Dr. R. C. Cabot '89, of Boston, delivered an unusually interesting lecture in the Assembly Room of the Union last evening at 8 o'clock on "Medicine as a Career. The lecture was open to all members of the University.
Dr. Cabot in the beginning of his talk said that he did not come to persuade his hearers that medicine was the only profession worthy of their attention. He said that there were many drawbacks to the practice of medicine, and he pointed out several of them. In the first place, medicine is not a money-making profession. There are few physicians in the country that make as much as one hundred thousand dollars a year. The average income is comparatively small. In England the average income of a physician is seventeen hundred dollars a year. In addition the doctor has no vacations; he must work day after day.
But despite these objections, which keep many men out of the profession, there are a number of opportunities that appeal to the strong, manly man. Medicine brings the practitioner into contact with all sorts and conditions of people as no other profession does. Rich, poor, and people of the middle class; men, women, and children come to the doctor and tell him things which they would not mention to their minister. Moreover, the physician sees them under the best and the truest condition. Suffering brings out the best in the man.
Next to the opportunity for contact with humanity, the excitement of the profession offers the greatest appeal. The doctor must every day cut the pack of humanity, and his unfailing optimism shows that he usually turns up what is best in human nature. The quality of experience is as important as its quantity.
In the third place, the doctor brings a flag of truce to every quarrel between man and man. In every day life as well as on the battlefield he is always welcome and unarmed.
The public, moreover, is interested in the medical profession and its advances as it is in no other profession. The physician, unlike the clergyman or lawyer, who must succeed in the face of prejudice, is greatly assisted by public interest and sympathy. The christian scientist, says Doctor Cabot, is the only opponent of the medical profession. Medical news is the best news, for the public wishes to know of every new discovery.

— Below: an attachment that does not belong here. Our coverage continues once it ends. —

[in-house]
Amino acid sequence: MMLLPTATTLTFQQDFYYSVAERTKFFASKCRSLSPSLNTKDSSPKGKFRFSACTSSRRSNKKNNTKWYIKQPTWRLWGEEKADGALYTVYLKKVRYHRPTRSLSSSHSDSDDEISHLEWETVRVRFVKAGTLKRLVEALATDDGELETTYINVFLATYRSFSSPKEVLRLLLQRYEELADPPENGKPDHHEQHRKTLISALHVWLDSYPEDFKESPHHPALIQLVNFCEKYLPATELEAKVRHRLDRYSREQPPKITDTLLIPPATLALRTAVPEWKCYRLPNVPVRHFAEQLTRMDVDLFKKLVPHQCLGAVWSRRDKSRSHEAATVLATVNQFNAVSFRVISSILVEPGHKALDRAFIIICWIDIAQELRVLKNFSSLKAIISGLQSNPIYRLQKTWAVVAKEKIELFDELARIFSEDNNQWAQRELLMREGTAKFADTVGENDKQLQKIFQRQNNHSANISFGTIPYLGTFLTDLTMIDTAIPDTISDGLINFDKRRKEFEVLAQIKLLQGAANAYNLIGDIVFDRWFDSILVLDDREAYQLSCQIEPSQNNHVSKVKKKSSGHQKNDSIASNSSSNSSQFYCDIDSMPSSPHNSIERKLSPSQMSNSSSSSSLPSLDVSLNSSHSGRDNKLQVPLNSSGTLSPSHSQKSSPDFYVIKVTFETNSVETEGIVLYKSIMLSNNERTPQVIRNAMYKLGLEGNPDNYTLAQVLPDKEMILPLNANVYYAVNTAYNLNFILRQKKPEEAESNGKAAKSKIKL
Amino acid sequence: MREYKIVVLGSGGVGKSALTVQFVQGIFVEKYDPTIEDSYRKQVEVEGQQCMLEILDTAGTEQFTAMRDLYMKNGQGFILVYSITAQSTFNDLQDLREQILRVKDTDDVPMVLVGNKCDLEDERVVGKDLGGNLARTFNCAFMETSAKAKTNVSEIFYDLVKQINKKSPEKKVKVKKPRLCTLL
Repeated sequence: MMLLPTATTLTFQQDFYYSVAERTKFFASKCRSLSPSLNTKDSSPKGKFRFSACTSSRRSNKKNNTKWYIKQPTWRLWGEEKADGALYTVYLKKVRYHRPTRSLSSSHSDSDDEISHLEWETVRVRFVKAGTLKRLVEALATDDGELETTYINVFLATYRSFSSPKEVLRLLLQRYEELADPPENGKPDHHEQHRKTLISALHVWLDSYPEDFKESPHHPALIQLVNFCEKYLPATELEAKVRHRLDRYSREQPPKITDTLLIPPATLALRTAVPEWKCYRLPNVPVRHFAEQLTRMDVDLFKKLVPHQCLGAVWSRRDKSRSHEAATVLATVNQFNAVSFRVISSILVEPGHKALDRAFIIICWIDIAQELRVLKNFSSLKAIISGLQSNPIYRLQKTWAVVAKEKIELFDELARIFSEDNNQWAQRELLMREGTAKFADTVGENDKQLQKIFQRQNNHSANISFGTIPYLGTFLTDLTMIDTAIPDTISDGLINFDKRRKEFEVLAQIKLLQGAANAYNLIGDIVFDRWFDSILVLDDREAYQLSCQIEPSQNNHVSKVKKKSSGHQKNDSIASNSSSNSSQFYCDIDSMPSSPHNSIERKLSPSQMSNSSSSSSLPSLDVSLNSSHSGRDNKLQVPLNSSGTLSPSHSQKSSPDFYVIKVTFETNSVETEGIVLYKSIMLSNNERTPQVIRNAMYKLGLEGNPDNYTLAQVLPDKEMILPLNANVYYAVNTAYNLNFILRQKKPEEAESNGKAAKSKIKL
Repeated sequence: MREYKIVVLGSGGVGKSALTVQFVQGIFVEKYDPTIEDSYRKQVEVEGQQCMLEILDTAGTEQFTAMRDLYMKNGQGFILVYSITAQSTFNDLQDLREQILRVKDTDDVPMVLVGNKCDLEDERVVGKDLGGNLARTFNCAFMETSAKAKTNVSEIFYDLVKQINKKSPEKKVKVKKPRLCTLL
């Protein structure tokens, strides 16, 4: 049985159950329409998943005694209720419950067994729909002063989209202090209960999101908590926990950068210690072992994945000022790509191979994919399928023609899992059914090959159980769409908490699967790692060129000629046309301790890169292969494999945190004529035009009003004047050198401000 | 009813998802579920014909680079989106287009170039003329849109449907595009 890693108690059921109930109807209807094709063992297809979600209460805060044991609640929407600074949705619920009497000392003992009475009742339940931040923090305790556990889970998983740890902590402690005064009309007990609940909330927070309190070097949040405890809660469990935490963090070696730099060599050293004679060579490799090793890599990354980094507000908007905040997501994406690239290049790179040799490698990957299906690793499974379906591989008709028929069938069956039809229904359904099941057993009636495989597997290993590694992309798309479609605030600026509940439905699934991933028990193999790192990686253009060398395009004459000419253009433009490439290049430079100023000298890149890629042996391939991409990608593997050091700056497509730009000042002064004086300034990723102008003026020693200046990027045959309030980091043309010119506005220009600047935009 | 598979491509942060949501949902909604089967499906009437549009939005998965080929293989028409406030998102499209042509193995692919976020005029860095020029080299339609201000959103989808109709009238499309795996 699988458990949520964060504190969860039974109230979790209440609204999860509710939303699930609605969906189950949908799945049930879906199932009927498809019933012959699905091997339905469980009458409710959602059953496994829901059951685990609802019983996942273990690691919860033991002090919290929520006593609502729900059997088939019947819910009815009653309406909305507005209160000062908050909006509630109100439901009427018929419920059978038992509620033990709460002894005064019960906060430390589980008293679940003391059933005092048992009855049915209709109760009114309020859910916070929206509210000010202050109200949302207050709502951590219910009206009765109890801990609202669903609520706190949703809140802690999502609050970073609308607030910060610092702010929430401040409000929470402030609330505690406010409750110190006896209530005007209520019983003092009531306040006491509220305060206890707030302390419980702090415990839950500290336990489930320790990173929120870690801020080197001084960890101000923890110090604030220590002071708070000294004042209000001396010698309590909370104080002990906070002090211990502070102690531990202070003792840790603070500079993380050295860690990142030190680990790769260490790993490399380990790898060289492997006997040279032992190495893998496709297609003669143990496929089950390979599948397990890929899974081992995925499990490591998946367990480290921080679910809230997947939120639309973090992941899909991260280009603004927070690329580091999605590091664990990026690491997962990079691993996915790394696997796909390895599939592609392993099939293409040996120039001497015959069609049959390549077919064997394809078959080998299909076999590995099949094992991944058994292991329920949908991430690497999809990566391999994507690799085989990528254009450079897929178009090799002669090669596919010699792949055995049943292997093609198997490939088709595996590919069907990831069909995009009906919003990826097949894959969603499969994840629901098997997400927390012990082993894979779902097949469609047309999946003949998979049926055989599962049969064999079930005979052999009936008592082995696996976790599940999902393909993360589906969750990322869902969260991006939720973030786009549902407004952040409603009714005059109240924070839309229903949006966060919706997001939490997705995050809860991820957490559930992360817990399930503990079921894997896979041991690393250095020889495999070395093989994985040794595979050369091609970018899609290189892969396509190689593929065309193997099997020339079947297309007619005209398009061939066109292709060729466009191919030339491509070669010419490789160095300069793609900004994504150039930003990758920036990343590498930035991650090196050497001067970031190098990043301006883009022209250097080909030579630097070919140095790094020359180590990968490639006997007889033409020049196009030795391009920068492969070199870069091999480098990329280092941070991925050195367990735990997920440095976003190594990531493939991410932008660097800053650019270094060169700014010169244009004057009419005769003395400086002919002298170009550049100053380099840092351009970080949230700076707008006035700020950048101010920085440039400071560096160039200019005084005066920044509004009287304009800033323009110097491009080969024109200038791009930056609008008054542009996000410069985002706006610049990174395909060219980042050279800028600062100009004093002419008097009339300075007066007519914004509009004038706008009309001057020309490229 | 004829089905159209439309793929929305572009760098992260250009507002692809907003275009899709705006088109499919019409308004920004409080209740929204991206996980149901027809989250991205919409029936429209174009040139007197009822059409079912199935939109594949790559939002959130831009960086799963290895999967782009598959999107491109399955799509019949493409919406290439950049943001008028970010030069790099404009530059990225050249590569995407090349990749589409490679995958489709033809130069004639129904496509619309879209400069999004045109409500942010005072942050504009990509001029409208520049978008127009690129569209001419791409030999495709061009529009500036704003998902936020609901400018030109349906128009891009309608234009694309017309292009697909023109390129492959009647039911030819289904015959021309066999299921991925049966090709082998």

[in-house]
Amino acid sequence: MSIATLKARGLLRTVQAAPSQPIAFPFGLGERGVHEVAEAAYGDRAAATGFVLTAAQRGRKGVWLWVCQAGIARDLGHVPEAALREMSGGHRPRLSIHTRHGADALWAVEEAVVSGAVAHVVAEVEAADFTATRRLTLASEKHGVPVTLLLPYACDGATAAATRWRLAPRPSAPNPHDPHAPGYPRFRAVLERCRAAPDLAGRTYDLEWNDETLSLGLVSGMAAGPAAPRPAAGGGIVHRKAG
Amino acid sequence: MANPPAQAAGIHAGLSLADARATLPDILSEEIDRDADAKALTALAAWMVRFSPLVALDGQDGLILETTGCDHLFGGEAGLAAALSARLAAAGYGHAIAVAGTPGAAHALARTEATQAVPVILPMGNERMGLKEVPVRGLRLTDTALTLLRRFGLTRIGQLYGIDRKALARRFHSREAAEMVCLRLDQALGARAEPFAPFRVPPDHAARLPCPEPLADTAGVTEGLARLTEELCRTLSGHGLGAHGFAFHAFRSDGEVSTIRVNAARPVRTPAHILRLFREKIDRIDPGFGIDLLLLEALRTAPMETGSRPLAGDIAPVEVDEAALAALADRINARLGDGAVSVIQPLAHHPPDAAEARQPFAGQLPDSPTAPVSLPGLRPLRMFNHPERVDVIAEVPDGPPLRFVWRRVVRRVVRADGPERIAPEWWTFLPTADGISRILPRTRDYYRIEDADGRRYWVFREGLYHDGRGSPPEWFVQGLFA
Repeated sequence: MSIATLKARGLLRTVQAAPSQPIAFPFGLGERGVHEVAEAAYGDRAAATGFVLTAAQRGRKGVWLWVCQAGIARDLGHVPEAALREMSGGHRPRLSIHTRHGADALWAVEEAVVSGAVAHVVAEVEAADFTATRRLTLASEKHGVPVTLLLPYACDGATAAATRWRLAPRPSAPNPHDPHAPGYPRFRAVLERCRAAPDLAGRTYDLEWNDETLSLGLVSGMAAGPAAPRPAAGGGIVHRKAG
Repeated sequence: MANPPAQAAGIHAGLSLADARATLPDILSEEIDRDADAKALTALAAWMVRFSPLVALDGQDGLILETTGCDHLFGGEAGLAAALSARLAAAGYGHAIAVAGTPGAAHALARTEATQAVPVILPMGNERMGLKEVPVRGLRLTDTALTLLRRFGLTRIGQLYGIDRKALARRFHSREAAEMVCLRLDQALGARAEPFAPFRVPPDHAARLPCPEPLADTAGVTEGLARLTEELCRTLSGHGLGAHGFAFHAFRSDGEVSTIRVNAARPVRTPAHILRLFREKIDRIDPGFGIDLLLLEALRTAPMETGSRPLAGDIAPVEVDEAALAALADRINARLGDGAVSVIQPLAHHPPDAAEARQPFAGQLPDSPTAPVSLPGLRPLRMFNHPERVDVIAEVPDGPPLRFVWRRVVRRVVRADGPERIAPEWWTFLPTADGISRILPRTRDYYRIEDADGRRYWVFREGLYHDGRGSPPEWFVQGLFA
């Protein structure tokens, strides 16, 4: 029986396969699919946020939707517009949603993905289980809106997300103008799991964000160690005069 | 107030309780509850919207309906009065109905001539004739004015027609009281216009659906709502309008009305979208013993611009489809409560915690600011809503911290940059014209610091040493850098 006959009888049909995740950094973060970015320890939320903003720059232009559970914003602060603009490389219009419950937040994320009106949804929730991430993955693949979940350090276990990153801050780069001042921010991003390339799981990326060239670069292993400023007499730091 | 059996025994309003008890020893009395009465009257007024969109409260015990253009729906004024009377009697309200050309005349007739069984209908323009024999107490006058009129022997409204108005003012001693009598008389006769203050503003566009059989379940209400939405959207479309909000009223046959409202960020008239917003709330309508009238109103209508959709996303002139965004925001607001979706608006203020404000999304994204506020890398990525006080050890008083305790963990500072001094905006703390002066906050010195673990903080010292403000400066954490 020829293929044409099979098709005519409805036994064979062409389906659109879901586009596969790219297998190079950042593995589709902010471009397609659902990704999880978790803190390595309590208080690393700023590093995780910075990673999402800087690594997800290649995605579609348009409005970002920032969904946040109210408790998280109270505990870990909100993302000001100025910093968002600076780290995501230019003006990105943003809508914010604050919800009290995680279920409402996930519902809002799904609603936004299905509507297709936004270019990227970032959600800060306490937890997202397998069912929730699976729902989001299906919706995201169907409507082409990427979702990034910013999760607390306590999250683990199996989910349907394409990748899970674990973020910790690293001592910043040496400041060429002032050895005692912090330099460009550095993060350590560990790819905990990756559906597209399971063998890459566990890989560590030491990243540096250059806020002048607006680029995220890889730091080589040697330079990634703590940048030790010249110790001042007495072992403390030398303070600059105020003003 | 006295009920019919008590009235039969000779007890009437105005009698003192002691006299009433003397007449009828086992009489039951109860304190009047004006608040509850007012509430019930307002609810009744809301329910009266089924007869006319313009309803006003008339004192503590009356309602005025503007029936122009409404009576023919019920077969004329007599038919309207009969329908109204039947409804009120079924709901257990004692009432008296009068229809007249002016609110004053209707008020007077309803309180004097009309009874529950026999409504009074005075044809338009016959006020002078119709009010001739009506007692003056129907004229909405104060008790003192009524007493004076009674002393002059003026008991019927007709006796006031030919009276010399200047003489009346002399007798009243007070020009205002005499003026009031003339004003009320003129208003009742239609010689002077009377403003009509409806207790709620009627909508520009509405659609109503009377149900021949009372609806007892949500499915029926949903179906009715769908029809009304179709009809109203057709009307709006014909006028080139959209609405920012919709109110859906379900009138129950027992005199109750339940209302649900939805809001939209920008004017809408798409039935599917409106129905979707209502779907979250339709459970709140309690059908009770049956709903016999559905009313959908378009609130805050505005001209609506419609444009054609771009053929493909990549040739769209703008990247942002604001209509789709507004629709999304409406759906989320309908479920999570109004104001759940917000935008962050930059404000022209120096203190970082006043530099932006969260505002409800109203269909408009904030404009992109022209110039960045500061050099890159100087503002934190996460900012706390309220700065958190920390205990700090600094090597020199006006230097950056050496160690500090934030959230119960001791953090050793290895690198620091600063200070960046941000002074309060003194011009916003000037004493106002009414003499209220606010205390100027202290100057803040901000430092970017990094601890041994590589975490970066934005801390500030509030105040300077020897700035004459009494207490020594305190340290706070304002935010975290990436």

The strongest appeal of the medical profession to a virile man is the opportunity which it offers him of bringing into play every talent, mental or muscular, which he possesses. A keen eye, a sharp ear, ability in expression, tact, sympathy with all sorts of people, all come into play. The doctor as well as the lawyer must know how to cross-examine; like the translator he must know how to interpret; like the teacher he must know how to expound and explain. Every talent is of use, and a little fault like faintness at the sight of blood, which is easily outgrown, may be outweighed by any of them.
The medical profession offers the man who wants to fight a good fight every opportunity. Professor James has complained that the world is in danger of becoming too tame and of losing those manly virtues that were fostered by war. In medicine a man will find great campaigns waged which call for the highest sort of physical and moral courage.
Finally Dr. Cabot considered the future of medicine. He said that we are at the beginning of a new era in the development of medical science. There is the opportunity for discovering a great cure. Doctor Flexner, whom Rockefeller put in charge of his Institute in the face of the strongest opposition, has discovered a serum which is a sure cure for meningitis and also a preventative for infantile paralysis.
In conclusion Dr. Cabot said that although medicine does not offer advantages to a lazy or money-seeking man, it does appeal to a strong man who wishes to do a man's work, and fight a good fight, and help humanity